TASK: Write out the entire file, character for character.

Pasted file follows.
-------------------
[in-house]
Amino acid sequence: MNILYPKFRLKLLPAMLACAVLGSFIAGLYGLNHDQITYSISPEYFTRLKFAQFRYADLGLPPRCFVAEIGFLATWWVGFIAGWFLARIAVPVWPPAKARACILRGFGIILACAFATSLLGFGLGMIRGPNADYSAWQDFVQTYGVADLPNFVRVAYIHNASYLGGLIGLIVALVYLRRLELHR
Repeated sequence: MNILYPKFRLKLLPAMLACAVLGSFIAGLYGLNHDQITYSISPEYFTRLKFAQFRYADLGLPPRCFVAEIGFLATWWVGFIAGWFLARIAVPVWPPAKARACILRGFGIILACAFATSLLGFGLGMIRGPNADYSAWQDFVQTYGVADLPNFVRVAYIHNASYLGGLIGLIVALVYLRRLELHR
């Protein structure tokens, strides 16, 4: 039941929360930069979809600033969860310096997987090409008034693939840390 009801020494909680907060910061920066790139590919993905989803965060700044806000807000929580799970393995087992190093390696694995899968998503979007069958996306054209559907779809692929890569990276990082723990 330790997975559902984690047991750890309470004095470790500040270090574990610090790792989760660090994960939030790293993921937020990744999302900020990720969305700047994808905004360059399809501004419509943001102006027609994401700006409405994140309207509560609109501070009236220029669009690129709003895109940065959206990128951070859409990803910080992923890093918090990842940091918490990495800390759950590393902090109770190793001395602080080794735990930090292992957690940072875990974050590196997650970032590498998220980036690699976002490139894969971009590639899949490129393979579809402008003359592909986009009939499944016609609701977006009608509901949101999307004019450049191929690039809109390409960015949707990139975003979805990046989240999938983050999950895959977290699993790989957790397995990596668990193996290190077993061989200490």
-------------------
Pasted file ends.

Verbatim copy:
[in-house]
Amino acid sequence: MNILYPKFRLKLLPAMLACAVLGSFIAGLYGLNHDQITYSISPEYFTRLKFAQFRYADLGLPPRCFVAEIGFLATWWVGFIAGWFLARIAVPVWPPAKARACILRGFGIILACAFATSLLGFGLGMIRGPNADYSAWQDFVQTYGVADLPNFVRVAYIHNASYLGGLIGLIVALVYLRRLELHR
Repeated sequence: MNILYPKFRLKLLPAMLACAVLGSFIAGLYGLNHDQITYSISPEYFTRLKFAQFRYADLGLPPRCFVAEIGFLATWWVGFIAGWFLARIAVPVWPPAKARACILRGFGIILACAFATSLLGFGLGMIRGPNADYSAWQDFVQTYGVADLPNFVRVAYIHNASYLGGLIGLIVALVYLRRLELHR
């Protein structure tokens, strides 16, 4: 039941929360930069979809600033969860310096997987090409008034693939840390 009801020494909680907060910061920066790139590919993905989803965060700044806000807000929580799970393995087992190093390696694995899968998503979007069958996306054209559907779809692929890569990276990082723990 330790997975559902984690047991750890309470004095470790500040270090574990610090790792989760660090994960939030790293993921937020990744999302900020990720969305700047994808905004360059399809501004419509943001102006027609994401700006409405994140309207509560609109501070009236220029669009690129709003895109940065959206990128951070859409990803910080992923890093918090990842940091918490990495800390759950590393902090109770190793001395602080080794735990930090292992957690940072875990974050590196997650970032590498998220980036690699976002490139894969971009590639899949490129393979579809402008003359592909986009009939499944016609609701977006009608509901949101999307004019450049191929690039809109390409960015949707990139975003979805990046989240999938983050999950895959977290699993790989957790397995990596668990193996290190077993061989200490």